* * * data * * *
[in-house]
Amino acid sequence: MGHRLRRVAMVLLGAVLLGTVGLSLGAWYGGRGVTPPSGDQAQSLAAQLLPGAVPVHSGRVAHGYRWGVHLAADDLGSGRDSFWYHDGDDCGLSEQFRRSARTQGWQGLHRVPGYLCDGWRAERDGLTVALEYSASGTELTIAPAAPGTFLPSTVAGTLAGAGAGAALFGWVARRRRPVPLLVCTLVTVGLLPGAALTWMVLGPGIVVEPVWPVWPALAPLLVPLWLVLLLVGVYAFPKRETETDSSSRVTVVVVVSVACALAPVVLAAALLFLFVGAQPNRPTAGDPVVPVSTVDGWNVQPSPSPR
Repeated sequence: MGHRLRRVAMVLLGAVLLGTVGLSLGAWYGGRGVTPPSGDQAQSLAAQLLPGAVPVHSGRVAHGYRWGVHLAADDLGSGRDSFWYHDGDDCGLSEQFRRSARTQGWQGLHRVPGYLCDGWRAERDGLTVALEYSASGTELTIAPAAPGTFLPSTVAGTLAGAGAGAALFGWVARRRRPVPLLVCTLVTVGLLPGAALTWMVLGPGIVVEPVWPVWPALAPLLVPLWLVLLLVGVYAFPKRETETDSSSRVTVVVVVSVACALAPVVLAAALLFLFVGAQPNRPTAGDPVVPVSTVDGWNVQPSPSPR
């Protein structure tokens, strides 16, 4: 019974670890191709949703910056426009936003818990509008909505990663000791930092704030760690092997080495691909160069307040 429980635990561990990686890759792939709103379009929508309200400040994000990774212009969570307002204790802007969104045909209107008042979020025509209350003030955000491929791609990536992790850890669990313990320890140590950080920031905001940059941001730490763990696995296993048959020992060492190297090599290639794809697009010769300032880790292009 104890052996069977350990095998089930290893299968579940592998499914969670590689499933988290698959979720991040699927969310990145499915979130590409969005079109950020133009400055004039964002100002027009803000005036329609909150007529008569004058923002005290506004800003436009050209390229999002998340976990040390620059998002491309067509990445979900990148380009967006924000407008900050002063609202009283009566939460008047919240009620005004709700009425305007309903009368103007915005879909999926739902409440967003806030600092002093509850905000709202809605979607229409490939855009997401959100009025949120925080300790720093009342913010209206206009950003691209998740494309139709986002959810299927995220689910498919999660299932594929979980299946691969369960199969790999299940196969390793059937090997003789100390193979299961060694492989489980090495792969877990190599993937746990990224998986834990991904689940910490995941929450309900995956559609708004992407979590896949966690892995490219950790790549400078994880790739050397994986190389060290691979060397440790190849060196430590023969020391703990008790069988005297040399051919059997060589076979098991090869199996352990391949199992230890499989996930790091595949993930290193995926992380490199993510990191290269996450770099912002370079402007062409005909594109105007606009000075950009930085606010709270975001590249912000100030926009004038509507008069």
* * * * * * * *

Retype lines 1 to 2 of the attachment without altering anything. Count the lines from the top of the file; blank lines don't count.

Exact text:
[in-house]
Amino acid sequence: MGHRLRRVAMVLLGAVLLGTVGLSLGAWYGGRGVTPPSGDQAQSLAAQLLPGAVPVHSGRVAHGYRWGVHLAADDLGSGRDSFWYHDGDDCGLSEQFRRSARTQGWQGLHRVPGYLCDGWRAERDGLTVALEYSASGTELTIAPAAPGTFLPSTVAGTLAGAGAGAALFGWVARRRRPVPLLVCTLVTVGLLPGAALTWMVLGPGIVVEPVWPVWPALAPLLVPLWLVLLLVGVYAFPKRETETDSSSRVTVVVVVSVACALAPVVLAAALLFLFVGAQPNRPTAGDPVVPVSTVDGWNVQPSPSPR